Magic In The Mountains

Roads in the Santa Monica Mountains are twisted strings of steep ascents and descents, a handful made of dirt. There's no straight shots. No easy gradients. And no shortage of variety. They carve through brown desert mountains down to blue coastal waters, past million-dollar homes and llama farms, and on them roll pristine Ferrari's and rusted VW Buses, leather-clad bikers and lycra-clad cyclists.



On a recent day of mixed California weather — spotted clouds, a touch of rain, a peak of sun — six cyclists took to the mountains for a group ride at Cannondale's Athlete Summit. It was a rolling cadre of former pros and rising stars, friends and new acquaintances, mentors and mentees. "I ride because I love to ride," former UCI pro Ted King said, summing up the spirit of the day. "I ride a lot because I love to ride a lot."

A Seasoned Crew: Shop rats. Bicycle advocates. International racers. National champions. The cast brought a bit of everything.

Brooklyn-bred Ayesha McGowan is laser-focused on being the first African-American female professional cyclist. "A Quick Brown Fox," as she refers to herself, is a force for advocacy and awareness regarding cycling's disparity of diversity. As she rises to the top, she's encouraging all to join her on the bicycle. Amber Pierce started in the pool, but after swimming at Stanford, she hopped on the bike and didn't look back. "Cycling has been a second chance for me in sport," she said. The Connecticut resident and former pro is now a full-time advocate and spokeswoman for the sport. Hunter Grove, shop rat and continental racer with the Los Angeles Bicycle Club (LABC) is a rising star on the tarmac. Hunter's the local guide to these hills. Ted King is a recent retiree from a decade of professional cycling, six racing a Cannondale. On retirement: "It's a lot fewer intervals and a lot more beer." Ted also spends plenty of saddle time sharing his Vermont maple syrup and spreading cycling good will. Tim Johnson is a six-time US Cyclocross National Champion. Tim's post-pro resume includes: helping develop and iterate on Cannondale bicycles (Slate + SuperX), doing major advocacy work with People for Bikes, and discovering unconventional places to ride a bike. And finally, Phil Gaimon, recent pro retiree, cookie aficionado, master of climbing, best-selling author and YouTube star. Phil needs no introduction.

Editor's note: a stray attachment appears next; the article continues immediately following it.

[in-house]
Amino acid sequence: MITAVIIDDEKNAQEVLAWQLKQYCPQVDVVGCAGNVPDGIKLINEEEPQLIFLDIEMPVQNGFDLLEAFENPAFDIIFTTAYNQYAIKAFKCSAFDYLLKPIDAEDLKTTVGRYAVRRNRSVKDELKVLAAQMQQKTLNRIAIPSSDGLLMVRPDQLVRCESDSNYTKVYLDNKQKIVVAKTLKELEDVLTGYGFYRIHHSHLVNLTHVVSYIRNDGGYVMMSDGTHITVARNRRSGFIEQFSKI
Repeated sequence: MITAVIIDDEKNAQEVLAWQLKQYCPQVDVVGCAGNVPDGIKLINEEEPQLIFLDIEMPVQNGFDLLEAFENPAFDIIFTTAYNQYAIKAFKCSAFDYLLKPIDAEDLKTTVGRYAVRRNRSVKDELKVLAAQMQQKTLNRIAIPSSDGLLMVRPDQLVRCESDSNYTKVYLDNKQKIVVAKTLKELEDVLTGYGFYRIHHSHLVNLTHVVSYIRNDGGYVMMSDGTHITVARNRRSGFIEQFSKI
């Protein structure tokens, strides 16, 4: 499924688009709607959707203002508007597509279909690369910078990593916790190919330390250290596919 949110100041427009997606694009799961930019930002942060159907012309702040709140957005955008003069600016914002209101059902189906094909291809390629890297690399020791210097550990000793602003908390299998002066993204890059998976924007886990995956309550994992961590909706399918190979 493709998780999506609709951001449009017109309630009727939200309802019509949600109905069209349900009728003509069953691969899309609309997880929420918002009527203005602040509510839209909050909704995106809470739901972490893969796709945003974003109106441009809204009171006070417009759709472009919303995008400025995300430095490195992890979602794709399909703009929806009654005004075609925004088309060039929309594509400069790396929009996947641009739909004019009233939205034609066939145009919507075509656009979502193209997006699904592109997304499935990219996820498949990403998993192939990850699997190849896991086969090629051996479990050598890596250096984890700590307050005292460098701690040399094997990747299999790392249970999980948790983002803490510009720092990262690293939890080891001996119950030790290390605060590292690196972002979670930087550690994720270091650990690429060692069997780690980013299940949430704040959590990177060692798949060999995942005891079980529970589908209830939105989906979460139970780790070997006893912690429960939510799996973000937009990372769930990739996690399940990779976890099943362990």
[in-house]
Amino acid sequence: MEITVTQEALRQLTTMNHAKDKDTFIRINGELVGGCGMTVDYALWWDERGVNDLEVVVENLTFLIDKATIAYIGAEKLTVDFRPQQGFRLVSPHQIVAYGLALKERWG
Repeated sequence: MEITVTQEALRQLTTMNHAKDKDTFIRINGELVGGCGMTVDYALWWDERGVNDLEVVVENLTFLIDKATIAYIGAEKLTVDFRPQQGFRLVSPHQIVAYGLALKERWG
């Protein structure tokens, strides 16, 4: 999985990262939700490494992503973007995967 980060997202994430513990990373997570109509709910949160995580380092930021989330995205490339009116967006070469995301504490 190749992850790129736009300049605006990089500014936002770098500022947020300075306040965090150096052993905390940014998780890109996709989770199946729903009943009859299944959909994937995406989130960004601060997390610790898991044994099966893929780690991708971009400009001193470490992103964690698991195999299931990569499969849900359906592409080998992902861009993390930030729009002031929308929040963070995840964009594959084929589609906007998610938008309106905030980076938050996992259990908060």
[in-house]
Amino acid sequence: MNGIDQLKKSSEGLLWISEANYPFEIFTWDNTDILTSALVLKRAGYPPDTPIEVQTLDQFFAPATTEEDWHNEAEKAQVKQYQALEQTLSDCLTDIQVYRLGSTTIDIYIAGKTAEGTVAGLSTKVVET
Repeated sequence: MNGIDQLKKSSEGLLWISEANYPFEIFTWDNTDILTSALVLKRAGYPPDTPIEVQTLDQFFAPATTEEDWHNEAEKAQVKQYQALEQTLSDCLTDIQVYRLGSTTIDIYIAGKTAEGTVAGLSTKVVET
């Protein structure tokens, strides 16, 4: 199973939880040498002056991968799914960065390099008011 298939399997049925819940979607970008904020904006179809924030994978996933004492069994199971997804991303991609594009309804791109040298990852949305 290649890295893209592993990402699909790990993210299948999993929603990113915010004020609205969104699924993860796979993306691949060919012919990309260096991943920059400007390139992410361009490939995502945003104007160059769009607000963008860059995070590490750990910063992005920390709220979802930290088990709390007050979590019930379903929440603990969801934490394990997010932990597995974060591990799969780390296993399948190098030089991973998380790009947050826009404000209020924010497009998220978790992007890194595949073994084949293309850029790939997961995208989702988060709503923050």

The Route and the Bicycle A winding, rising, falling traipse through the mountains. 80+ miles. 10,000+ feet of elevation. Dirt. Pavement. Gravel. Exhaustion. Fatigue. Exhilaration. "It had a bit of everything," Pierce noted. "Which the Synapse makes possible." All riders mounted the Cannondale Synapse, completing their builds differently, but all beginning from the pure performance platform. "The Synapse is the bike that 99% of people need," King said. "It's an Audi SQ5 — a turbo-charged V6 that's a rocket off the start line, fast as hell, and up for anything from blasting through canyons to backroad exploring.”

Rough pavement and rocky gravel, hairpin turns on lightning fast descents, double-digit gradients, and flat-out sprints among this group of competitive friends — the Synapse took it all in stride. With wide gear ratios, wide tires (up to 32mm), dual thru axles, disc brakes, an intelligent endurance race geometry, and a few touches of SAVE Micro-Suspension, the Synapse is a one-bike wonder. "You can do anything on this bike. Uphill; downhill; sprint," King — who raced his Synapse in the Spring Classics — said. "There is no compromise."

"You can create a whole new repertoire of rides," Pierce noted. In the Northeast, Pierce has been spotted riding dirt roads on her Synapse, exploring new terrain, building new training loops. "You go skid off road, hit the berm," King added. "You treat it like a BMX bike for a few seconds, and then you're straight back on the pavement." Have your fun, then get back to the business.

Spirit of Self-Discovery "When you push yourself hard on a bike and you're willing and able to suffer, you have to have a good sense of humor," Pierce said. Perhaps this is the best summation of the nature of this band of riders. Attacks spawned counterattacks. Riders dropped on a descent reunited with the group as they all tailed a slow Prius. The best line on a section of dirt was never revealed without a nudge and a wink. Everything was conveyed with a smile. "You feel you are in a mentor role," King said. "Without telling people explicitly what to do."

Good humor. Big efforts. Long hours. Wide smiles. Tired legs. Lasting memories. The day was all-inclusive. It was, as Pierce said, "a crucible of character-building." A good group ride always dispenses a few choice bits of knowledge — of you, your limits, the world around you, your fellow riders. There are always things to be learned. There are always new people to meet. New routes to ride. Long days to be had. Hard laughs. Bumpy roads. Steep climbs. Long, curvy descents. You learn something of yourself out there. You find the joys that only come on a bicycle, in good company, in a place of austere beauty. You learn something, as you always do.

"We are all tied into a core journey of self-discovery through the bike," Pierce said. "And that's not something that you let go of when you retire from the professional ranks. That's something you can take with you for the rest of your life. And it was really fun to share that with all of them."


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